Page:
100%

Scanned image of the page. Keyboard directions: use + to zoom in, - to zoom out, arrow keys to pan inside the viewer.

Page Options

Share

Something wrong?

Something wrong with this page? Report problem.

Rights / Permissions

The University of Michigan Library provides access to these materials for educational and research purposes. These materials may be under copyright. If you decide to use any of these materials, you are responsible for making your own legal assessment and securing any necessary permission. If you have questions about the collection, please contact the Bentley Historical Library at bentley.ref@umich.edu

September 08, 1989 - Image 28

Resource type:
Text
Publication:
The Detroit Jewish News, 1989-09-08

Disclaimer: Computer generated plain text may have errors. Read more about this.

INSIDE WASHINGTON

DETROIT'S
HIGHEST
RATES

Minimum Deposit of $500
12 MONTH CERTIFICATE OF DEPOSIT

8.500%
8.775%*

Effective Annual Yield*

Compounded Quarterly.

This is a fixed rate account that is insured
to $100,000 by the Savings Association In-
surance Fund (SAIF). Substantial Interest
Penalty for early withdrawal from cer-
tificate accounts. Rates subject to
change without notice.

FIRST
SECURITY
SAVINGS
BANK FSB
MAIN OFFICE
PHONE 338.7700
1760 Telegraph Rd.
(Just South of Orchard Lake)
352.7700

OUAl Housmc
OPPORTUNITY

28

FRIDAY, SEPTEMBER 8, 1989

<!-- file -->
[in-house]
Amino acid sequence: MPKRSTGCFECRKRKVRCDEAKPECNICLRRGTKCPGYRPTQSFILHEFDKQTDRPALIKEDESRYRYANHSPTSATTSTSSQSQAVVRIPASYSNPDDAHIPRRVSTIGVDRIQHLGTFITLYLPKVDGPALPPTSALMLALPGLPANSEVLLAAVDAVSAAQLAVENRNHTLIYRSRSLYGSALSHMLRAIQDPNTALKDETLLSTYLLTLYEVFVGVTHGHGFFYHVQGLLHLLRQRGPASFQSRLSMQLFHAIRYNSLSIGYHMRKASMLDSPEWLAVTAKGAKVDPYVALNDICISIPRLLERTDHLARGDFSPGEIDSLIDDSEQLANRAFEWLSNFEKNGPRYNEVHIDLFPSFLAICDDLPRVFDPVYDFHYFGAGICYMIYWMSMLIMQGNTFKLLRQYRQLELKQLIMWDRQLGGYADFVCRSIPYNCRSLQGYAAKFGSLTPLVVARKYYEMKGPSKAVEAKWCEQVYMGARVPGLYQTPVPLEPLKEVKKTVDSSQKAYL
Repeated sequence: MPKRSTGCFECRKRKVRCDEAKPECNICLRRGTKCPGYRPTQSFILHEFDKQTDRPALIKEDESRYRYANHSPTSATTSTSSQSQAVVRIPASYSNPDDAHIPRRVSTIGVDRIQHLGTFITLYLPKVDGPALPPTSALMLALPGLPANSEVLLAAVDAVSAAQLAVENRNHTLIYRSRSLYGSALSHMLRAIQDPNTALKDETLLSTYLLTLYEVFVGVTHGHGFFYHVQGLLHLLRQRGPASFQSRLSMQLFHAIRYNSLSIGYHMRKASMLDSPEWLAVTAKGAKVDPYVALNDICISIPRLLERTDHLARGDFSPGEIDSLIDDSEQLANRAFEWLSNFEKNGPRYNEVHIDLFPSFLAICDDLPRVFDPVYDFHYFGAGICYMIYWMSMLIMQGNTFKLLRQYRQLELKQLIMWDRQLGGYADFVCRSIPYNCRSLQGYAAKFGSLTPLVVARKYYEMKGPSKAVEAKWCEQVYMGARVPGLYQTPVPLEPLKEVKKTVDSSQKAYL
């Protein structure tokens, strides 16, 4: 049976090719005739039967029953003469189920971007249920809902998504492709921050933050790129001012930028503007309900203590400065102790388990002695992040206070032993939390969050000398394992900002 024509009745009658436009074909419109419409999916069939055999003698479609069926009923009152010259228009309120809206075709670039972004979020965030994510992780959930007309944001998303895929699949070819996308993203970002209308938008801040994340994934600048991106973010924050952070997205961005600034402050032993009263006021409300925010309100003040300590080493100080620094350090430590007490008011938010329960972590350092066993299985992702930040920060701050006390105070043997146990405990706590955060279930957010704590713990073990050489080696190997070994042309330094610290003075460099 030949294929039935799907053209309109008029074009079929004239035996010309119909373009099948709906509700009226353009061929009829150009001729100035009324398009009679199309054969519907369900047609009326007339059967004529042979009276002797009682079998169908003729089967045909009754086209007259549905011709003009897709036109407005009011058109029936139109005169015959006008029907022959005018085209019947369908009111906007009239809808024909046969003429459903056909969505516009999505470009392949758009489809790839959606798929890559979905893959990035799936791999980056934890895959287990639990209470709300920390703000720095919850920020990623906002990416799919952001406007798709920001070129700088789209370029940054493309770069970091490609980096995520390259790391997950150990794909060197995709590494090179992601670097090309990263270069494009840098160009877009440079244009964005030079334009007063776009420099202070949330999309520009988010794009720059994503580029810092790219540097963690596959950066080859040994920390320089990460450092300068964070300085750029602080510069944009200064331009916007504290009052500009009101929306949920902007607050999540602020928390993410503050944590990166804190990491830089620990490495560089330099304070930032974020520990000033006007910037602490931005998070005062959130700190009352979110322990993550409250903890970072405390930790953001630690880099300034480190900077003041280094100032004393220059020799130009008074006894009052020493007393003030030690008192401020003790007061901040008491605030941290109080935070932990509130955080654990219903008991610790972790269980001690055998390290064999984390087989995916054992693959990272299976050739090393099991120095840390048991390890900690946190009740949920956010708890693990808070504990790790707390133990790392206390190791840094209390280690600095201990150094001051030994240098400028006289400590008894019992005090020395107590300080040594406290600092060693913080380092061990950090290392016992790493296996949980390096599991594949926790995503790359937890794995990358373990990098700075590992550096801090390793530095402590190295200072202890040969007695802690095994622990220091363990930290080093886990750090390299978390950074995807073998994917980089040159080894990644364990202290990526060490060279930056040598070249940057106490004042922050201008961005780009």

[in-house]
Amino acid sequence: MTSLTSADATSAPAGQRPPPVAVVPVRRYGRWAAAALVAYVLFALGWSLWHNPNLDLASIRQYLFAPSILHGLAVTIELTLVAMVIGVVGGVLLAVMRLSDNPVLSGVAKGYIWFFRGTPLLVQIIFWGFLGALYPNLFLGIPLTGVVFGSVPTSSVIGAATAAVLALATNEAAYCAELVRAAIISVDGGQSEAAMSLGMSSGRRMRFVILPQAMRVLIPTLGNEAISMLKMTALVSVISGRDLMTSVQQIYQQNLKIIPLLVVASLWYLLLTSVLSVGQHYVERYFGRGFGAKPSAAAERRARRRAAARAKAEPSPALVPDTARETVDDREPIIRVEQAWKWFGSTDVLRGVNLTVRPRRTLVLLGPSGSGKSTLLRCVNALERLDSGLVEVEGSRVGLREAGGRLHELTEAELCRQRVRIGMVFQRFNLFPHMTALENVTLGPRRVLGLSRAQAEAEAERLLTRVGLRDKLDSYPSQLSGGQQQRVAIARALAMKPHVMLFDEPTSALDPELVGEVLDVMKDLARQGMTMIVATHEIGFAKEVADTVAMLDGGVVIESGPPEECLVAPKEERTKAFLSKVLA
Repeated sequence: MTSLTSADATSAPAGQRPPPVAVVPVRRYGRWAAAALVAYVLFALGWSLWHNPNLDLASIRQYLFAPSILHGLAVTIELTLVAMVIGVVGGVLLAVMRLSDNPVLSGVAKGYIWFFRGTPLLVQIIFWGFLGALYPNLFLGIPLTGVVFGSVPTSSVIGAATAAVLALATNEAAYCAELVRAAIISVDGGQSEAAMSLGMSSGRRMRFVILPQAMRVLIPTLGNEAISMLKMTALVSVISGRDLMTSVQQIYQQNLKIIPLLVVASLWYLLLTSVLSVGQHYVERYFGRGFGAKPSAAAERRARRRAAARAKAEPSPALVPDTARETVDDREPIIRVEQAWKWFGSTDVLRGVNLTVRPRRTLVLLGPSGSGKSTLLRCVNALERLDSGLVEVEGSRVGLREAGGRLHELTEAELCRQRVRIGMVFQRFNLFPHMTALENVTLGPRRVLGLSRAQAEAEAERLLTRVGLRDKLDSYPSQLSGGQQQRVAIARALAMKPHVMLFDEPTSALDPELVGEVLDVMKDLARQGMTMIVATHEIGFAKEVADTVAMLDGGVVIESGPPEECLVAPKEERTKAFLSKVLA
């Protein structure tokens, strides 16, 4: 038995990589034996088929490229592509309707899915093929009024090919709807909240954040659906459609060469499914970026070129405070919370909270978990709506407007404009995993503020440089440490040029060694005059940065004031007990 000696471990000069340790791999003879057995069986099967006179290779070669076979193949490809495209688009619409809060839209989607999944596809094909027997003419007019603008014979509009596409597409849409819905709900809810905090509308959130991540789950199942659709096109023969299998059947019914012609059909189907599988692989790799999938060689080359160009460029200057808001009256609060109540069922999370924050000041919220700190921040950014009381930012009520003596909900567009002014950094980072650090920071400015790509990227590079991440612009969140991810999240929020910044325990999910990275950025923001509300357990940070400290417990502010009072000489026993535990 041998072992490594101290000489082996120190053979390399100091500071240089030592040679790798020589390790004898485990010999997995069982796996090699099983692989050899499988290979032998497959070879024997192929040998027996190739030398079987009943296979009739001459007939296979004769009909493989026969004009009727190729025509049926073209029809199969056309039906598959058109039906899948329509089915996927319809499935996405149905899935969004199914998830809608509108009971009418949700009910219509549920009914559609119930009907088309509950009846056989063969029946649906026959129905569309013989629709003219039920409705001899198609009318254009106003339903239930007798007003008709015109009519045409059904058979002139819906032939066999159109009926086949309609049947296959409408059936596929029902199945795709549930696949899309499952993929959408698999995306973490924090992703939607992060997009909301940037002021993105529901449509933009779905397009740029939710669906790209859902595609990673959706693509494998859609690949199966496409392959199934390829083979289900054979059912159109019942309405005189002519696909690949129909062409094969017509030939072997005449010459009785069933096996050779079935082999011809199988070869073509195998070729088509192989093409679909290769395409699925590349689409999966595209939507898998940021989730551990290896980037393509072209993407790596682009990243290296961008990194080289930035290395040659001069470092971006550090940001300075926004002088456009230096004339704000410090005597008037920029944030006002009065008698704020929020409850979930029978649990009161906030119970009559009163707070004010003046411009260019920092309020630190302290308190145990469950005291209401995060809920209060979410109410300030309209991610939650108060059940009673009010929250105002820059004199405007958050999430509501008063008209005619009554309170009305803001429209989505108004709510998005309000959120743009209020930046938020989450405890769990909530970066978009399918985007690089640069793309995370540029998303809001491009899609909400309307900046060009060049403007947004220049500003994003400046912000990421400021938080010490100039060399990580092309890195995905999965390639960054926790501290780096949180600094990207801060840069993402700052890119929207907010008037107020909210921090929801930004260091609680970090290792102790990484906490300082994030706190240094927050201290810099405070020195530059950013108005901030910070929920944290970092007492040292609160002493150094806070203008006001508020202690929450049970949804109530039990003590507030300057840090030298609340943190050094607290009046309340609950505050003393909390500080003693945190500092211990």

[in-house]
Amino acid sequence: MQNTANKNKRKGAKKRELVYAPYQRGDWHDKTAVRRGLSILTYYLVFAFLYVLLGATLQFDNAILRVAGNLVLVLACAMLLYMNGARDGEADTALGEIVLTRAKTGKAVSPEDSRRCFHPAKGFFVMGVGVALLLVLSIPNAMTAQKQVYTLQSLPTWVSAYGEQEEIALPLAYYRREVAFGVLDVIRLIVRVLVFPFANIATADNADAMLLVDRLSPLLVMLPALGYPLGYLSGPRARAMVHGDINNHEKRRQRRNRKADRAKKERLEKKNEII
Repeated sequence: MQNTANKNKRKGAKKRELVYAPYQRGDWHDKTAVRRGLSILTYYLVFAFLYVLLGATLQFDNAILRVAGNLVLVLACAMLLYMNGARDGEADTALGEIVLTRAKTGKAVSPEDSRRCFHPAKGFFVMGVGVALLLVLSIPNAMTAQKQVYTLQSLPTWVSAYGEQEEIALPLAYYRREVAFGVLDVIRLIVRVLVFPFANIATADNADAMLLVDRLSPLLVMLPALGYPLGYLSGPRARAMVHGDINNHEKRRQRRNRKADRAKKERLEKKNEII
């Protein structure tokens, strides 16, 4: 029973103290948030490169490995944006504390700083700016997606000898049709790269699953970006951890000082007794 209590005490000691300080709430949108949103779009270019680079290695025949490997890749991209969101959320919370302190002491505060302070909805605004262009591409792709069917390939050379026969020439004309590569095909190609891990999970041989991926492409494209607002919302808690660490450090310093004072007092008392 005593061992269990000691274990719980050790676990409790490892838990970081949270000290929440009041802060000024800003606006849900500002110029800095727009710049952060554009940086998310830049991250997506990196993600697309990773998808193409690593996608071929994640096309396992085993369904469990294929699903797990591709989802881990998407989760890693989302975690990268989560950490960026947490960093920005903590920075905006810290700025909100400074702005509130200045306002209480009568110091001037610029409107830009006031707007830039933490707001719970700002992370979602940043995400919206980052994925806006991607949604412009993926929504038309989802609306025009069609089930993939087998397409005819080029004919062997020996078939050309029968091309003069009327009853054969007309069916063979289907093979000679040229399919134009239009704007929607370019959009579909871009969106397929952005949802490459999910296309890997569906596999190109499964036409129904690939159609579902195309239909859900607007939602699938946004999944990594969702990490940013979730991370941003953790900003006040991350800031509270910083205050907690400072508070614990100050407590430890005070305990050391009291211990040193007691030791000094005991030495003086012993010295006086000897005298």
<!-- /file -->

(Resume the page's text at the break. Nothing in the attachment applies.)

HOURS:
MON.-THURS.
9:30-4:30
FRI.
9:30-6:00

r"--

Vote For Pepper's Successor
Gets Mixed Reviews In Miami

JAMES D. BESSER

Washington Correspondent

I

n an otherwise dull
month, last week's
election to fill the con-
gressional seat held by the
late Claude Pepper for 26
years provided some badly
needed relief.
In a race marked by voting
along ethnic lines, Ileana Ros-
Lehtinen, the Republican
nominee, defeated Gerald F.
Richman, a Jewish lawyer.
In the ethnic hothouse of
Miami, Ros-Lehtinen
garnered 90 percent of the
Cuban-American vote;
Richman received almost all
of the Jewish vote and some
96 percent of the black vote.
"An uncomfortable positive
came out of this," said
William A. Gralnick,
Southeast regional director

for the American Jewish
Committee. "For the first
time in a long time, you had
a race where blacks and Jews
came together in a coalition.
The problem is that while
most of the blacks who voted
voted for Richman, the reali-
ty is that black registration
and black voting is not what
it should be."
The race, Gralnick said,
took on some anti-Semitic
overtones, specially on the
Spanish language radio
stations.
"What went on in that
medium was something that's
very difficult to digest in the
American politics — people
screaming that Richman was
a communist, that he was
part of a Jewish conspiracy to
keep Hispanics out of
politics."
Jewish
activists
in
Washington displayed mixed

feelings about the election.
Ros-Lehtinen recently made a
one-day trip to Israel to
establish her credentials as a
supporter of the Jewish state.
In a conversation with a
leading pro-Israel activist,
the new member of Congress
suggested that she intended
to become "the pro-Israel
voice of the Hispanic com-
munity," a prospect that
pleases Israel's supporters
here.
Multi-issue Jewish groups
are less enthusiastic. Ros-
Lehtinen, a conservative
Republican, is a strong oppo-
nent of legalized abortion.
And some Jewish activists
see dangerous portents in the
apparent breakup of the
broad ethnic coalition of
blacks, Jews and Hispanics
that the venerable Pepper